April's boyfriends were always a joke that felt more conceptual than funny to me. I “got it,” but it didn't make me laugh. It's also difficult to write a character like April who is deadpan all the time and constantly ironic and at a remove. When the writers finally began to play with the idea of April having a crush on Andy and him being oblivious to it, you could almost hear the “CLICK!” of things falling into place. Suddenly, there was a reality to April, a vulnerability behind the deadpan, and Andy went from being a dumb guy joke to being more of a golden retriever. There was a playfulness that they started writing into the way April and Andy dealt with each other, and both performers seemed to light up any time they got to play scenes together.
When they complicated things at the end of the season between them because Ann kissed Andy, it was the one time I got irritated by their story. It felt like a typical “will they or won't they?” move from a show that seemed to be above making the obvious moves. But the writers made up for it, and from the moment they started dating, the Andy and April story has been a juggernaut. They dated for a month, and then they were married spontaneously during their “fancy party.” While that seems like a recipe for disaster, it perfectly embodies who they are and why they work together. April sees all of this amazing potential in Andy, and she has been able to steer him in the right way. And Andy knows exactly what April needs to be happy, almost instinctively at this point, and he can surprise her and delight her and entertain her effortlessly.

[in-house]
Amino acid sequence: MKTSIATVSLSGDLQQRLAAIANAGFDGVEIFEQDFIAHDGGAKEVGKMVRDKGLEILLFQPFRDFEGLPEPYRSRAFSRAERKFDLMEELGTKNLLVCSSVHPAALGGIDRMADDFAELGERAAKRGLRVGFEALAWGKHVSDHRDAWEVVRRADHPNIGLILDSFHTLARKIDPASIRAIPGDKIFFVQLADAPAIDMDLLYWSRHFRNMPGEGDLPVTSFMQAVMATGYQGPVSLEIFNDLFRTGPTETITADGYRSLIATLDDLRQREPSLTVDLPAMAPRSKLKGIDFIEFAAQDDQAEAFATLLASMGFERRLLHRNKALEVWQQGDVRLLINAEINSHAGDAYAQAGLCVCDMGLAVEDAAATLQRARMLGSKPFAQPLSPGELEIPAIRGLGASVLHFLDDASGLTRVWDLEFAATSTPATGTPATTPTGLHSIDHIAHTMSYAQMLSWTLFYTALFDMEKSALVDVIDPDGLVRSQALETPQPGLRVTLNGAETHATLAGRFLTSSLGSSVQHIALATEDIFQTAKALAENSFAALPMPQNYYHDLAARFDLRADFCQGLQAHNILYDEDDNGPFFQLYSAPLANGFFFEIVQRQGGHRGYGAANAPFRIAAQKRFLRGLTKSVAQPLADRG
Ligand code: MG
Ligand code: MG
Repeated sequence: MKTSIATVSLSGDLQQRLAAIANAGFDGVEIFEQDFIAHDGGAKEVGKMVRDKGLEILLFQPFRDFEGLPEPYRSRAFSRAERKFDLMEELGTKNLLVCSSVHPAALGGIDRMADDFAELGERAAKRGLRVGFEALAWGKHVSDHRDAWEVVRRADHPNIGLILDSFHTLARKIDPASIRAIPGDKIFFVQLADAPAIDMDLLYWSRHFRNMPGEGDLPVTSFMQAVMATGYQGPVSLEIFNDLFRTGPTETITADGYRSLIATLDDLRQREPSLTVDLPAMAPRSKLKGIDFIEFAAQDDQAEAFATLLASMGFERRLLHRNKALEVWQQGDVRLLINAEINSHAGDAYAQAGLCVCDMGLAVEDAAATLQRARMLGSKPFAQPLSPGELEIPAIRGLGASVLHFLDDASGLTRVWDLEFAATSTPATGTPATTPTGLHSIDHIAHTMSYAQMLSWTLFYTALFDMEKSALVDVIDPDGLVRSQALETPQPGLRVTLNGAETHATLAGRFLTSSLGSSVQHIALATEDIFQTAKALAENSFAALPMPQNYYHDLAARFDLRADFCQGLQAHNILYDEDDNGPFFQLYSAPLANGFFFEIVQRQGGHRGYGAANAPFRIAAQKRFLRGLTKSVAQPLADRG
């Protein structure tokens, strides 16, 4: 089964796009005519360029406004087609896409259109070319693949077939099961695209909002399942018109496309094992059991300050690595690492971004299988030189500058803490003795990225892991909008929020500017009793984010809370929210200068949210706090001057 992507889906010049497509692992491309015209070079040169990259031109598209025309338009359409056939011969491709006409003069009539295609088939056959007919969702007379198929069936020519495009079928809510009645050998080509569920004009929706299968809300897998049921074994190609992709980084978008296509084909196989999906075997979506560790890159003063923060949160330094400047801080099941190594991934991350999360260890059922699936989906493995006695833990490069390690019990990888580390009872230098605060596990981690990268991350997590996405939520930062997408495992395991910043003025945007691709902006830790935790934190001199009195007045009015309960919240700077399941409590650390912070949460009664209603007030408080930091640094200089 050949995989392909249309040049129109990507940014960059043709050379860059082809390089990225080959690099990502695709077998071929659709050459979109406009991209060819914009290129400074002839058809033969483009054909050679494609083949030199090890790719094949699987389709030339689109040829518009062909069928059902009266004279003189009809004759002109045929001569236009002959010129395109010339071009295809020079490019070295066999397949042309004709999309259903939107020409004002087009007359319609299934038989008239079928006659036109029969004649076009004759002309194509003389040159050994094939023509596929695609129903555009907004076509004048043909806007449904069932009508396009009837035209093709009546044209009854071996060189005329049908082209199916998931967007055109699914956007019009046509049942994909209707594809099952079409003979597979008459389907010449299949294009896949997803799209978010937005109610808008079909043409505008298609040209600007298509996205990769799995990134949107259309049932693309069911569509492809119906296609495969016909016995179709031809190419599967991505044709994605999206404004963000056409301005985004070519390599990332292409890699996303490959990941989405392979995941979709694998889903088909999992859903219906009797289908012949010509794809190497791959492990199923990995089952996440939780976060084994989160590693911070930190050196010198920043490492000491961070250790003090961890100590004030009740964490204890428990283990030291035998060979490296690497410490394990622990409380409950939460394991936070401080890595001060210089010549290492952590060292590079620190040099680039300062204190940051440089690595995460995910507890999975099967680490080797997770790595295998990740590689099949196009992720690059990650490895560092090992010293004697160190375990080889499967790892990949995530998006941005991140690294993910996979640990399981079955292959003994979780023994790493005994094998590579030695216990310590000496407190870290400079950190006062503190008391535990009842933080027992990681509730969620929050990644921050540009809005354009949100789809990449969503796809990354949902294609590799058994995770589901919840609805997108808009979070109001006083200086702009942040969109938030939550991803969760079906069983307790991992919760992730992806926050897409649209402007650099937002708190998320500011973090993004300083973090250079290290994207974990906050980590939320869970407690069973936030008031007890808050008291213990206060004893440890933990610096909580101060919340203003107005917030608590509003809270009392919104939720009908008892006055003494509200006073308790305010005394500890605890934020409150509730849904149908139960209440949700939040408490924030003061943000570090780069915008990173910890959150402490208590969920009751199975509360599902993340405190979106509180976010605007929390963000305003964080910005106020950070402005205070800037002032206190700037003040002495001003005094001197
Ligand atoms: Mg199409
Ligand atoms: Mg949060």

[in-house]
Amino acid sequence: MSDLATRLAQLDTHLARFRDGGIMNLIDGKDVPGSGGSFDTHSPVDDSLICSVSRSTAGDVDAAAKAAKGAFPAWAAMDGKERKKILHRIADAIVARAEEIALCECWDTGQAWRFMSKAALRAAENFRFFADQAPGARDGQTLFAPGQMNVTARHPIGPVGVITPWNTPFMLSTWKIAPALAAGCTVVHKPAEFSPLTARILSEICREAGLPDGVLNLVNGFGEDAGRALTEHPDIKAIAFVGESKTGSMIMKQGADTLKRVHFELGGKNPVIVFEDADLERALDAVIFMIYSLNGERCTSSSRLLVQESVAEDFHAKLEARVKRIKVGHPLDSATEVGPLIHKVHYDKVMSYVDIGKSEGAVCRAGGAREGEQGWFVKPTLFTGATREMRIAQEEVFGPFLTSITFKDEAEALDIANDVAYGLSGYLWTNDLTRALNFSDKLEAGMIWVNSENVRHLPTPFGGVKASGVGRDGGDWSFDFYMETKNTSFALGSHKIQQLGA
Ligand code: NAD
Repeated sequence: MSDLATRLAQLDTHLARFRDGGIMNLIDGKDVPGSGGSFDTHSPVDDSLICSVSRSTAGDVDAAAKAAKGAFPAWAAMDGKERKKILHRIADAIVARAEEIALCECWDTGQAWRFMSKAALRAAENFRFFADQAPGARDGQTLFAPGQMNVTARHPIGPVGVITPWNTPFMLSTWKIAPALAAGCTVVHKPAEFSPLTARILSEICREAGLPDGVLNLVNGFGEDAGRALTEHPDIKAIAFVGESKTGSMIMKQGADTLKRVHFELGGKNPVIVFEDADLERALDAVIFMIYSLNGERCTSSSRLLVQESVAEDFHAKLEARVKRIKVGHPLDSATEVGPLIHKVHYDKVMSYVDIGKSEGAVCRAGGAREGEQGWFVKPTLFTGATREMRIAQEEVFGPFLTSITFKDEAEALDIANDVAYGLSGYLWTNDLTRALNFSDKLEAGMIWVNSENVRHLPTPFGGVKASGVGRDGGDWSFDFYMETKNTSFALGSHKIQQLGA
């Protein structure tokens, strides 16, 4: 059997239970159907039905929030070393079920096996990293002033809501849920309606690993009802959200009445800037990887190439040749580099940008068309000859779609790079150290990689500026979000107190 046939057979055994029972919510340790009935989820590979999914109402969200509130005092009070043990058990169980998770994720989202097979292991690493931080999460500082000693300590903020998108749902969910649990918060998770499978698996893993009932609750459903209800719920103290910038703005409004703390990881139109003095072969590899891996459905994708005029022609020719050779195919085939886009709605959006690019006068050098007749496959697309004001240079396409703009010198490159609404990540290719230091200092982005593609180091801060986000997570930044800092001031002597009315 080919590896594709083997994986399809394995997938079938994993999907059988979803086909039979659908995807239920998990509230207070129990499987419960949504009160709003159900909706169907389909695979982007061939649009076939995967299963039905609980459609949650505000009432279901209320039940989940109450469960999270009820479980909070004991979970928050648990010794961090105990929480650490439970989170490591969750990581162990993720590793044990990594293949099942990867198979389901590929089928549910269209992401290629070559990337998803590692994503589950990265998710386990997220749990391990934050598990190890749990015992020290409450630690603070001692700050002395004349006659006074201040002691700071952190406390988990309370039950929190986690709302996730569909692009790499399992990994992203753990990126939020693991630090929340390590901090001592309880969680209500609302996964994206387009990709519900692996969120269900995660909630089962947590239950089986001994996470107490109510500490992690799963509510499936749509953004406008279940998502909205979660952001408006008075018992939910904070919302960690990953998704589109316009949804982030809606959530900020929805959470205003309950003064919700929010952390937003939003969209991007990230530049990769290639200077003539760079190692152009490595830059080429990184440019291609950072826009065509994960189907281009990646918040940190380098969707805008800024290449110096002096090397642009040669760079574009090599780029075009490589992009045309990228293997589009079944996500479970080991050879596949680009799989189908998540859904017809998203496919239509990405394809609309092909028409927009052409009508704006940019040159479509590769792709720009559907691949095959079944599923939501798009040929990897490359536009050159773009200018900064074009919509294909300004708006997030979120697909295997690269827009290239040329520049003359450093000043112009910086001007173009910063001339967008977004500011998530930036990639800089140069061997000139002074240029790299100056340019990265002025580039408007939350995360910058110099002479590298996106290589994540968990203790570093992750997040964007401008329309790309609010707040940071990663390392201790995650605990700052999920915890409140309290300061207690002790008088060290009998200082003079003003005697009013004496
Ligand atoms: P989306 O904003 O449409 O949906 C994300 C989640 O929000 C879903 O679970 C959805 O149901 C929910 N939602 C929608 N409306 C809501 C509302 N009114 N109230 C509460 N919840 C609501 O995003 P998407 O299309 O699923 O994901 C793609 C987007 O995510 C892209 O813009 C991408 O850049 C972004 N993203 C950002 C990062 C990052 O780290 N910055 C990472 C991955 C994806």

While I'm sure I am going to be crushed by the end of the show this week, they've already destroyed me as much as any series conclusion of all time with last week's special Johnny Karate episode. Presented as an actual episode of the TV show that Andy's been producing for the past few years, it served as a very meta conclusion to the April and Andy storyline. The show is something that exists only because of the way April steered Andy, and the show is pretty much a perfect example of what it is that April loves about Andy. It's during the show's big finish, though, when April and Andy step aside for a private conversation, that they really tied it all up in a big, beautiful bow. These two people are so invested in each other's happiness, so determined to make sure that the other one has whatever they want, that it just gutted me. This is love. This devotion to the happiness of someone else. And looking at who Pratt and Plaza have become, looking at how beautifully they play these characters now, it feels like we've seen these two actors grow up as they've been playing these characters, going from raw comic talent to playing this nuanced and heartfelt relationship.
There is a kindness to “Parks and Recreation” that makes it uncommon among TV shows, and I'm not sure there's anything quite this earnest that's come out of this modern wave of improv comic talent. Irony is easy. Cynicism is easy. Sincerity is dangerous and scary, and yet that's exactly what makes “Parks and Recreation” so special, and it's what I'll miss most. There are few relationships on television that have ever illustrated such a simple, respectful sense of play between two people, and I can honestly say that if I ever end up in another long-term romantic relationship, it will have to be with someone who I can enjoy every bit as much as I love them. April and Andy set a very high bar, indeed.
“Parks and Recreation” broadcasts its final episode tomorrow.